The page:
Skip to comments.Body of man who hunted legendary 'Lost Dutchman's' gold mine believed found in Arizona mountains
Posted on 11/29/2012 12:58:04 PM PST by smokingfrog
Three years ago, a Denver bellhop ventured into Arizonas Superstition Mountains determined to find the Lost Dutchmans Mine, an elusive, vast gold reserve that has lured prospectors since the 19th century.
Jesse Capen, 35, had made finding the hidden treasure an obsession fueled by more than 100 books and maps on the legendary and perhaps nonexistent mine named for German immigrant Jacob "The Dutchman" Waltz. On Saturday, years after Capens Jeep, wallet, backpack and cellphone were found by hikers, volunteers from the Superstition Search and Rescue finally located what they believe is Capens body.
We call em Dutch hunters out here, said Superstition Search and Rescue Director Robert Cooper. Theyre infatuated with all the lore and the history of the lost Dutchman mine and he was part of that.
While the remains have yet to be positively identified, Cooper said hes confident the remains are that of Capen based on where the body was found, clothing found nearby and other identifying characteristics. The body, Cooper said, was found in a crevice roughly 35 feet up a cliff face in the southern portion of the Superstition Mountains, near the 4,892-foot Tortilla Mountain.
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I didn’t realize the Lost Duchman mine was located just outside Miami.
My dad did some cowboying in the area in the 1930s, he was shot at once when looking for the mine, he always wanted to do more searching on the mountain, but went into the Navy instead, in 1939, looking for some peace and quiet perhaps.
It's not too difficult to get shot out in that area especially since it's become a fairly popular area for some rather illicit "farming".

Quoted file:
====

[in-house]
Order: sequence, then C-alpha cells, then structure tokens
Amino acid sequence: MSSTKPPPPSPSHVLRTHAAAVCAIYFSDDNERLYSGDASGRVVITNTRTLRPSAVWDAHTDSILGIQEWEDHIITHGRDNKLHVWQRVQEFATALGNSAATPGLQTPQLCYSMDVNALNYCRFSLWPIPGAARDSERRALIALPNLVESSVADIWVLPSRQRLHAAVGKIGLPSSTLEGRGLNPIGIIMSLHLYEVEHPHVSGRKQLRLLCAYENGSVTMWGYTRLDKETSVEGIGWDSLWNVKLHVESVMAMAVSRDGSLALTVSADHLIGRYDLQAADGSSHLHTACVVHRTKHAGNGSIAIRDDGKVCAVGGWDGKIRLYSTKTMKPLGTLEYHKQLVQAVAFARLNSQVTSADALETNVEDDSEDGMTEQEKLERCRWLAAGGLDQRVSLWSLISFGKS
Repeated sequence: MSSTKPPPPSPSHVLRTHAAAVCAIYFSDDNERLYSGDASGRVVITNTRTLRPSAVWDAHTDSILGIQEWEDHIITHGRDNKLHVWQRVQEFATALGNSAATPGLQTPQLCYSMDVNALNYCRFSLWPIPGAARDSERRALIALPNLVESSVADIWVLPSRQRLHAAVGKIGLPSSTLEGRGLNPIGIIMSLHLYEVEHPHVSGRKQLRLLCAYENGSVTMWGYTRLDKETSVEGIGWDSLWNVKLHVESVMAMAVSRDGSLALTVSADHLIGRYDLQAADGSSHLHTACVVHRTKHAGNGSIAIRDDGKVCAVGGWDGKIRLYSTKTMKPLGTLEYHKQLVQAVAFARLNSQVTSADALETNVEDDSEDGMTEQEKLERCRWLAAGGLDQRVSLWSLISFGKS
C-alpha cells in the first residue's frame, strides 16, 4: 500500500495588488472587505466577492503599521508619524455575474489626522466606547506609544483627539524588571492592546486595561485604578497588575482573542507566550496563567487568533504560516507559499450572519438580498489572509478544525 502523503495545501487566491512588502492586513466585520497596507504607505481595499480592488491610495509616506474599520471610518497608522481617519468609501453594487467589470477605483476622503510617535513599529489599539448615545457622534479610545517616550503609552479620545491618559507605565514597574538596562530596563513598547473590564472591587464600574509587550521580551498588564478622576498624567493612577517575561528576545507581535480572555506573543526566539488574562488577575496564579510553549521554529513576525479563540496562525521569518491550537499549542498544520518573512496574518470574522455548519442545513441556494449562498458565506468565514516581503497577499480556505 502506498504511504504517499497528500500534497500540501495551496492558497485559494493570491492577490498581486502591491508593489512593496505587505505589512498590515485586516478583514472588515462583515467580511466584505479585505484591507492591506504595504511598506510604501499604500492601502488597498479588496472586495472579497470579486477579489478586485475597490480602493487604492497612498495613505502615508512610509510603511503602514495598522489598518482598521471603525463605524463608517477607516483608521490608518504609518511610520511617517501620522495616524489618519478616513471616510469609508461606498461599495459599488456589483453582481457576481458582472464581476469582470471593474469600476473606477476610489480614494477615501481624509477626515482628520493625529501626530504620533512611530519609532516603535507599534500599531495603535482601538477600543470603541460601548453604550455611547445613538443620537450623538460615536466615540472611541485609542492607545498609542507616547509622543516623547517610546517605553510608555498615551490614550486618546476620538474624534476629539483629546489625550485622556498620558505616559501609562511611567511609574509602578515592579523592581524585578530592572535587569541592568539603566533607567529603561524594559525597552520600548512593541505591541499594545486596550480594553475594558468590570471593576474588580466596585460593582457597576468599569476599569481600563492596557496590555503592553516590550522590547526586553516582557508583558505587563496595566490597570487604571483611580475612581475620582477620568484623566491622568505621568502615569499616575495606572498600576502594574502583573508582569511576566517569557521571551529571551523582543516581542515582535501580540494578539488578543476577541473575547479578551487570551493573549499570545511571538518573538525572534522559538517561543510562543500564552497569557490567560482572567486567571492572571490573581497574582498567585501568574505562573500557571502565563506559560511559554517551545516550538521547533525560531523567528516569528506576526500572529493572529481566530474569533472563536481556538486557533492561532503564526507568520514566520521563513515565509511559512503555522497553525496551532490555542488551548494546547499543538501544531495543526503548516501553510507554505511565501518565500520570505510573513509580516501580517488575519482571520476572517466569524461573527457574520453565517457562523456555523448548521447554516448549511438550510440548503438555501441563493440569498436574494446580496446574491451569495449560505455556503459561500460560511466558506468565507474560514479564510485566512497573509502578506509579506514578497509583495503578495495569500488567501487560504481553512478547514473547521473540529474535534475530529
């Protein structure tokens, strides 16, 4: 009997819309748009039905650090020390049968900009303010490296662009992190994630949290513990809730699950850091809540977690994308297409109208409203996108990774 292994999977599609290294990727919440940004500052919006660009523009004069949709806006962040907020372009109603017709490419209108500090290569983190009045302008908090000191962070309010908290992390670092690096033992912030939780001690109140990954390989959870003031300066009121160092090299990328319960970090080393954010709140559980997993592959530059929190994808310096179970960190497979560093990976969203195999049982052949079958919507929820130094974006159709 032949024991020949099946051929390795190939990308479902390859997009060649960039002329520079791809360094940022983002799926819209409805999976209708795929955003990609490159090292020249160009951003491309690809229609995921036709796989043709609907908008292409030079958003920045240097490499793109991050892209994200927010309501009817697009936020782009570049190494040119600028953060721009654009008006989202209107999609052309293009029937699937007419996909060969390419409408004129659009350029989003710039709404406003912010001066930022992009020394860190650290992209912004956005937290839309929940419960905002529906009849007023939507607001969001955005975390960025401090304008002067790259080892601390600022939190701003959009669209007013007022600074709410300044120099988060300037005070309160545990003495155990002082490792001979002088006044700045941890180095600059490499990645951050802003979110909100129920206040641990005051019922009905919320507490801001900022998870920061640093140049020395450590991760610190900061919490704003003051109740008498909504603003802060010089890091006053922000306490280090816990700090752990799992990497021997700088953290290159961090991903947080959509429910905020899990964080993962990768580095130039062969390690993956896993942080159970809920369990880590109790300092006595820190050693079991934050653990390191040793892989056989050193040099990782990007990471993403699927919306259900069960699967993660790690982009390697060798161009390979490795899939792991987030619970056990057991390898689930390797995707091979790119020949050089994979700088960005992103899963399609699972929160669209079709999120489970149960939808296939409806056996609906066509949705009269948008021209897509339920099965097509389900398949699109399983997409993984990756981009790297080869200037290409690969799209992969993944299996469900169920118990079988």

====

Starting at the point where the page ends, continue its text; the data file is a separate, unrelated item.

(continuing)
Did they check “Gold Canyon” on the map?
Thats a bit far from the Carribean
Any time I start thinking I’m gonna win something, or stumble up on a gold mine, or somebody’s gonna give me something (except maybe Obamaloot); I get in front of the mirror early in the morning right after I just wake up, before I brush my hair or my teeth, don’t hold my belly in, drool a little down my chin - then I realize I’m not going to be likely to stumble up on the Lost Dutchman Mine that particular day. It keeps me grounded. - Being a Twinkie; I’m already humbled by my circumstances.
What illicit farming were they doing in the mountains, in the 1930s?
There are still some places reasonably close to civilization in this country that it's insane to wander into without a posse or at least a horse.
You can visit the Superstition Mountains and search for the lost Dutchman's mine. The Superstition wilderness area lies about 30 miles east of Phoenix just past Apache Junction and near the reconstructed mining town of Goldfield. Lost Dutchman State Park with its campground lies at the foot of the mountains. Jerry Gargalione, proprietor of the Goldfield Bed and Breakfast would be happy to rent you a room in Goldfield and regale you with tales of the Dutchman's gold. The best time to visit this area is late fall through early spring when the temperatures are more bearable. Intense heat and lack of water makes the Superstition Mountains inhospitable and dangerous during the summer. Be careful! There are still a lot of crazy gold seekers crawling through those rugged mountains.
—lunch and a sasparilla is always good at Tortilla Flats—
Seriously doubt “farming” of anything was going on in those days....................
Ahh, my old stomping grounds.
Sure miss it sometimes, and the way politics in CO are going, I may go back.
Headed down in a couple of weeks for Christmas.
I love this story. I have the books going back to an original Sims Ely. I have hiked the range just for fun and like to think the story is still real. AG Bob Corbin has a book that is supposed to close it out. It doesn’t.
It’s under Canyon Lake. The government covered it with the lake many years ago to keep it for themselves
The restaurant at Tortilla Flat serves great chile.